• $\begingroup$ Oh really? That's neat. My original confusion came from the link being a UK-based satellite, thank you for clarification on diction. Any wiki links on what other nations call their versions of GPS? $\endgroup$ Jun 12 '18 at 18:56
  • 7
    $\begingroup$ @MagicOctopusUrn At least at one point, the US constellation was actually called NAVSTAR, and GPS was a generic term, but NAVSTAR was the only constellation built up. The EU equivalents are the Galileo constellation IIRC, and Russia's is GLONASS. $\endgroup$
    – Erin Anne
    Jun 12 '18 at 19:13
  • 2
    $\begingroup$ This may be literally true in the sense that nothing else would be a "GPS satellite", but it is not as practically true as it sounds - there are receivers going back to the 1990s that use satellites from multiple navigation constellations, and also systems which augment the GPS signal with terrestrial sources transmitting similar signals. There have also been documented instances of unauthorized signals spoofing GPS receivers. $\endgroup$ Jun 12 '18 at 21:34

If you intend this as a method of learning about GPS, you don't really need to build satellites to do that. The principle of using 3 or 4 base stations to calculate location works just as well on the ground. And is much cheaper than launching the stations to the space.

This article could be one place to start from: https://www.rtl-sdr.com/localizing-transmitters-to-within-a-few-meters-with-tdoa-and-rtl-sdr-dongles/


Now, on the other hand, if you wanted to learn about satellites, you should probably find your way into some university with a space technology department. It is quite common for them to have cube satellite research projects going on.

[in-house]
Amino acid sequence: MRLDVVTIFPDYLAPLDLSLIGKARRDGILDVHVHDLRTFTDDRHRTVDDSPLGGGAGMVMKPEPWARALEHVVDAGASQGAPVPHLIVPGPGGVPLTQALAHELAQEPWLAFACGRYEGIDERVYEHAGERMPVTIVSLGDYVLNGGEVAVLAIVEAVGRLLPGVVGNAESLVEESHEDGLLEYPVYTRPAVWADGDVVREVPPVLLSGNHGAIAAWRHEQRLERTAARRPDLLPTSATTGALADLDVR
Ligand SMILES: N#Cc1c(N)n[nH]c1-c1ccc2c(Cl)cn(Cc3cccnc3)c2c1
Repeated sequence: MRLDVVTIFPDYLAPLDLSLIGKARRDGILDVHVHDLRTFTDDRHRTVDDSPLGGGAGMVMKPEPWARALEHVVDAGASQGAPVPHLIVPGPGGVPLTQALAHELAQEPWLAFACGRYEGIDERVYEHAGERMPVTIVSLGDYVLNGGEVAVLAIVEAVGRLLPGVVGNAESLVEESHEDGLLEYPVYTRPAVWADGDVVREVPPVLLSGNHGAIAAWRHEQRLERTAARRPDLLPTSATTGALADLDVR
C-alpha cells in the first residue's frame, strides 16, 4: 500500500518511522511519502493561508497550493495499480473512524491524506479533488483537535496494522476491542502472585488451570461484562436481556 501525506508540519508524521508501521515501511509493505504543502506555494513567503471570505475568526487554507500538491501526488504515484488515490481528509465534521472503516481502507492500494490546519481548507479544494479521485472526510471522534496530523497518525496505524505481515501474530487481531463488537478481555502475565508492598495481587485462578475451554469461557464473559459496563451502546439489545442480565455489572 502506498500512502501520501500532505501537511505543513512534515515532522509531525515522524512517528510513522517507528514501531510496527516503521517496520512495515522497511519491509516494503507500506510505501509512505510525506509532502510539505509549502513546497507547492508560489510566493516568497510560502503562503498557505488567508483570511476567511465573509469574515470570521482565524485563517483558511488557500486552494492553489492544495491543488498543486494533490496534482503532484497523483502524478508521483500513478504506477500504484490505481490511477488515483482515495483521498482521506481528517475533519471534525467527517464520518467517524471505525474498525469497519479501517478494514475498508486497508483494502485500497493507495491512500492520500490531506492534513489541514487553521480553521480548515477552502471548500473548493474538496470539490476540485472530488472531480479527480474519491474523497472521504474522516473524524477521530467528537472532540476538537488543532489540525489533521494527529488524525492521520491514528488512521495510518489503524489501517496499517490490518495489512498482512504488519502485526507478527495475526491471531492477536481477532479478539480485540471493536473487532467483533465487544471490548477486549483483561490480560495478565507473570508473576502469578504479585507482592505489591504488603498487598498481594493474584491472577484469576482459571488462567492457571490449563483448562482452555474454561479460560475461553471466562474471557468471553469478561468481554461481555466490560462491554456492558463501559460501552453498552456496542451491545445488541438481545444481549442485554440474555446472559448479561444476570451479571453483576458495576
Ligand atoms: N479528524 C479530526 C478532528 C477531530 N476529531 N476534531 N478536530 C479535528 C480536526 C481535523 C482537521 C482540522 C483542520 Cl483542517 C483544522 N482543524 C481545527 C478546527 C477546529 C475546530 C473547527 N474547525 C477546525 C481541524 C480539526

As far as the "how does it send me data from space?" goes, the GNSS constellations that exist today broadcast a pseudorandom sequence of digits that allows a receiver to determine the exact time the satellite broadcast the signal. GNSS receivers measure the delay in the signal reception and combine this with information about the satellites' orbit to determine its position relative to the satellite. You would need a method of generating your own pseudorandom sequence that is long and unique enough to ensure there is no chance of cross-correlation (locking on signal believing it to be an incorrect time or from a different satellite).

The current GNSS constellations operate at Middle-Earth orbit (roughly 20,000 km away). Even at this distance there is enough drag from the remnants of the atmosphere to slow down the satellite, this error (called 'ephemeris error') needs to be measured and your satellite would occasionally need to have its orbit boosted.

The satellite in the photo would be far too small to broadcast a powerful enough message to be heard on Earth at MEO (keep in mind GNSS sats are roughly the size of a economy-sized car), and even at that size the received signal power on earth is around -135 dBm. You could use something smaller (a la the Iridium Constellation), and bring them in closer, but you need more units to cover the Earth at this point.


Your Answer

By clicking “Post Your Answer”, you agree to our terms of service, privacy policy and cookie policy

Not the answer you're looking for? Browse other questions tagged or ask your own question.